Class Times: Mon&Wed 4:00-5:15pm

Classroom: Lind Hall 303

3 credits, A-F only


This course covers the state of the art (sometimes, basics) in computer security and privacy. Lectures are mainly based on recent research papers, which cover threats, attacks, and mitigations in computer security and privacy. While offering research advances in computer security, this course will also provide students with practical solutions to certain security and privacy issues. In addition, students are expected to conduct a course project related to the covered topics.

The course is designed to be student-driven and interactive. The classes would be based on student presentations of selected research papers with an emphasis on class discussion. Students will also be given assignments (e.g., writing paper critiques). In addition, there would be a semester-long course project to be done in groups of 1-2 students, with multiple milestones along with a final report and presentation.

The covered topics include: Software security, OS security, malware, cloud security, mobile security, IoT security, hardware security, web security, social engineering, differential privacy, blockchains, and machine-learning security.


No required textbook; the course material would be based on recent research publications in top security and privacy conferences, workshops, and journals, as well as technical articles and blogs. However, one recommended book (free online) is:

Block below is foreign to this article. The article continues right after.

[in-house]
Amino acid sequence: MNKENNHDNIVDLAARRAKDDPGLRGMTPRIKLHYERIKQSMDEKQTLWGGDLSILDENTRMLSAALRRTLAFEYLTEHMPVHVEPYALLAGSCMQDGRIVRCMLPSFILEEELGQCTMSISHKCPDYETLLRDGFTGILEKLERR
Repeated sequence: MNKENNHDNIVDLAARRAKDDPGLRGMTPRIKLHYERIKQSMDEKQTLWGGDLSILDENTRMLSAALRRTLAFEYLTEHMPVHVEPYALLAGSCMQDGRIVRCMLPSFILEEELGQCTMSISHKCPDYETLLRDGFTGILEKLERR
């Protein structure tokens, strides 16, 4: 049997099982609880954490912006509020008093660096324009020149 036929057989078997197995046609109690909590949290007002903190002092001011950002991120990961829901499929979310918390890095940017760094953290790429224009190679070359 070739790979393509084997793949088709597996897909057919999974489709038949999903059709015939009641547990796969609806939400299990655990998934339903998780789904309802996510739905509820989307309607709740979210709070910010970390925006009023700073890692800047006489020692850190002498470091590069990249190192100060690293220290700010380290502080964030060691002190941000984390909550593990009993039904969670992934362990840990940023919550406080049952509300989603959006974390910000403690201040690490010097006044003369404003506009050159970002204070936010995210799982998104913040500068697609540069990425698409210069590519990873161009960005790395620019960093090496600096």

Ross Anderson's Security Engineering, Second Edition (John Wiley & Sons, 2008 or online at the author's web page)


C or C++ programming, operating systems (e.g., CSCI 5103 or 4061), networks (e.g., CSCI 5211)

Office hours

  • Office hours: MW 5:20-6:20pm at Keller Hall 5-217
  • No TA

Who should take this class?

This class is primarily intended for PhD students (motivated seniors and MS students are also welcome!) who want to learn about the latest research advances in computer security and privacy.

Grading policy

The course does not have exams. Grading is based on the following components.

  • Paper presentation, writing critiques, and discussion (40%)
    • Reading questions (10%)
    • Class attendance and discussion (10%)
    • In-class paper presentations (20%)
  • Course project (60%)
    • Proposal (5%)
    • Demo & presentations (20%)
    • Write-up & code (35%)
  • We follow the cheating policy (read UMN's STUDENT CONDUCT CODE).